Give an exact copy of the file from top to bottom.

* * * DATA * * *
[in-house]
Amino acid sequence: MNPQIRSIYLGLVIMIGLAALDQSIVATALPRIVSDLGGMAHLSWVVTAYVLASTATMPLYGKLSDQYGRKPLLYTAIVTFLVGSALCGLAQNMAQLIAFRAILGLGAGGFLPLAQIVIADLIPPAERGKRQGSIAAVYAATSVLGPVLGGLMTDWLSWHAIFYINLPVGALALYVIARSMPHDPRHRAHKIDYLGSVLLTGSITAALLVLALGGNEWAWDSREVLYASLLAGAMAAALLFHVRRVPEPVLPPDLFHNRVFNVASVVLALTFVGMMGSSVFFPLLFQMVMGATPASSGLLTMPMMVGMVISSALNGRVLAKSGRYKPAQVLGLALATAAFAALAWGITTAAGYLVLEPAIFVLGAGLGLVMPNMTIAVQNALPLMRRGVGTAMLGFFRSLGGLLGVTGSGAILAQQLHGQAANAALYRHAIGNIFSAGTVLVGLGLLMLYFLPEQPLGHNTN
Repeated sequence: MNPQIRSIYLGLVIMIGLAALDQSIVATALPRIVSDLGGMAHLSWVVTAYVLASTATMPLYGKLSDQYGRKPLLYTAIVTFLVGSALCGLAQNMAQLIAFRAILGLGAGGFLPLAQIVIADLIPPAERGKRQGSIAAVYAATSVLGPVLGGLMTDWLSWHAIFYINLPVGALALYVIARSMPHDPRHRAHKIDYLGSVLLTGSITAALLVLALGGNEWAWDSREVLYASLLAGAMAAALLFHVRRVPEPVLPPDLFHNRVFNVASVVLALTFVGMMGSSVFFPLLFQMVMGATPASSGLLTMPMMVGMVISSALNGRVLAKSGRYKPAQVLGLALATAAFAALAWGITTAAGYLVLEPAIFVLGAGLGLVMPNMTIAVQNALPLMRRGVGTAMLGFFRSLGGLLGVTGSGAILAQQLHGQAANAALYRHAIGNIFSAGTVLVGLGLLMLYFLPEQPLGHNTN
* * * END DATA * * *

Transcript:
[in-house]
Amino acid sequence: MNPQIRSIYLGLVIMIGLAALDQSIVATALPRIVSDLGGMAHLSWVVTAYVLASTATMPLYGKLSDQYGRKPLLYTAIVTFLVGSALCGLAQNMAQLIAFRAILGLGAGGFLPLAQIVIADLIPPAERGKRQGSIAAVYAATSVLGPVLGGLMTDWLSWHAIFYINLPVGALALYVIARSMPHDPRHRAHKIDYLGSVLLTGSITAALLVLALGGNEWAWDSREVLYASLLAGAMAAALLFHVRRVPEPVLPPDLFHNRVFNVASVVLALTFVGMMGSSVFFPLLFQMVMGATPASSGLLTMPMMVGMVISSALNGRVLAKSGRYKPAQVLGLALATAAFAALAWGITTAAGYLVLEPAIFVLGAGLGLVMPNMTIAVQNALPLMRRGVGTAMLGFFRSLGGLLGVTGSGAILAQQLHGQAANAALYRHAIGNIFSAGTVLVGLGLLMLYFLPEQPLGHNTN
Repeated sequence: MNPQIRSIYLGLVIMIGLAALDQSIVATALPRIVSDLGGMAHLSWVVTAYVLASTATMPLYGKLSDQYGRKPLLYTAIVTFLVGSALCGLAQNMAQLIAFRAILGLGAGGFLPLAQIVIADLIPPAERGKRQGSIAAVYAATSVLGPVLGGLMTDWLSWHAIFYINLPVGALALYVIARSMPHDPRHRAHKIDYLGSVLLTGSITAALLVLALGGNEWAWDSREVLYASLLAGAMAAALLFHVRRVPEPVLPPDLFHNRVFNVASVVLALTFVGMMGSSVFFPLLFQMVMGATPASSGLLTMPMMVGMVISSALNGRVLAKSGRYKPAQVLGLALATAAFAALAWGITTAAGYLVLEPAIFVLGAGLGLVMPNMTIAVQNALPLMRRGVGTAMLGFFRSLGGLLGVTGSGAILAQQLHGQAANAALYRHAIGNIFSAGTVLVGLGLLMLYFLPEQPLGHNTN